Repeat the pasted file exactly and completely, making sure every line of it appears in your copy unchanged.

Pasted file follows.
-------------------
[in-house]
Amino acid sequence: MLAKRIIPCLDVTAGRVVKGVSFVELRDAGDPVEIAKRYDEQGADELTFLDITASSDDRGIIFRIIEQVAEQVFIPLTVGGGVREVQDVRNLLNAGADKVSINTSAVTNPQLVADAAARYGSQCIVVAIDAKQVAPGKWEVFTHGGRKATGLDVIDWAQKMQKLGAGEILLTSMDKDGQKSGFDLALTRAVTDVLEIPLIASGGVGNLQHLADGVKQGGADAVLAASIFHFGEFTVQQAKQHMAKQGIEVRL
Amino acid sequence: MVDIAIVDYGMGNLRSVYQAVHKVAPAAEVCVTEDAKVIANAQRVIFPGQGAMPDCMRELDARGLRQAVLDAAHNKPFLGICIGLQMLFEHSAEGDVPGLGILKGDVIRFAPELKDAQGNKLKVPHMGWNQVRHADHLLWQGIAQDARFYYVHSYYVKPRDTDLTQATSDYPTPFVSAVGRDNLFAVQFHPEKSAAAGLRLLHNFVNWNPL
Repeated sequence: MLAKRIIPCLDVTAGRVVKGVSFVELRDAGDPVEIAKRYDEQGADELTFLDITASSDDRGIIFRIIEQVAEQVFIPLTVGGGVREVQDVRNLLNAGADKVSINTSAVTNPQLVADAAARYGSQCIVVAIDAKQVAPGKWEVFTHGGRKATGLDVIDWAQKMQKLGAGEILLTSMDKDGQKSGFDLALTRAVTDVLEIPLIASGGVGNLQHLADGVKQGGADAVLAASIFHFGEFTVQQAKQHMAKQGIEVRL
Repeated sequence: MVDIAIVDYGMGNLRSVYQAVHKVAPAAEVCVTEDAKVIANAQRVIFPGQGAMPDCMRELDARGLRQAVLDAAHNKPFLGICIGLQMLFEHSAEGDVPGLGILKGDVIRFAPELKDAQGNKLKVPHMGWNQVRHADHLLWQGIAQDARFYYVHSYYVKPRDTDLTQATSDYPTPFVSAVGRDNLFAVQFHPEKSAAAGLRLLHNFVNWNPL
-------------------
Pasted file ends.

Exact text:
[in-house]
Amino acid sequence: MLAKRIIPCLDVTAGRVVKGVSFVELRDAGDPVEIAKRYDEQGADELTFLDITASSDDRGIIFRIIEQVAEQVFIPLTVGGGVREVQDVRNLLNAGADKVSINTSAVTNPQLVADAAARYGSQCIVVAIDAKQVAPGKWEVFTHGGRKATGLDVIDWAQKMQKLGAGEILLTSMDKDGQKSGFDLALTRAVTDVLEIPLIASGGVGNLQHLADGVKQGGADAVLAASIFHFGEFTVQQAKQHMAKQGIEVRL
Amino acid sequence: MVDIAIVDYGMGNLRSVYQAVHKVAPAAEVCVTEDAKVIANAQRVIFPGQGAMPDCMRELDARGLRQAVLDAAHNKPFLGICIGLQMLFEHSAEGDVPGLGILKGDVIRFAPELKDAQGNKLKVPHMGWNQVRHADHLLWQGIAQDARFYYVHSYYVKPRDTDLTQATSDYPTPFVSAVGRDNLFAVQFHPEKSAAAGLRLLHNFVNWNPL
Repeated sequence: MLAKRIIPCLDVTAGRVVKGVSFVELRDAGDPVEIAKRYDEQGADELTFLDITASSDDRGIIFRIIEQVAEQVFIPLTVGGGVREVQDVRNLLNAGADKVSINTSAVTNPQLVADAAARYGSQCIVVAIDAKQVAPGKWEVFTHGGRKATGLDVIDWAQKMQKLGAGEILLTSMDKDGQKSGFDLALTRAVTDVLEIPLIASGGVGNLQHLADGVKQGGADAVLAASIFHFGEFTVQQAKQHMAKQGIEVRL
Repeated sequence: MVDIAIVDYGMGNLRSVYQAVHKVAPAAEVCVTEDAKVIANAQRVIFPGQGAMPDCMRELDARGLRQAVLDAAHNKPFLGICIGLQMLFEHSAEGDVPGLGILKGDVIRFAPELKDAQGNKLKVPHMGWNQVRHADHLLWQGIAQDARFYYVHSYYVKPRDTDLTQATSDYPTPFVSAVGRDNLFAVQFHPEKSAAAGLRLLHNFVNWNPL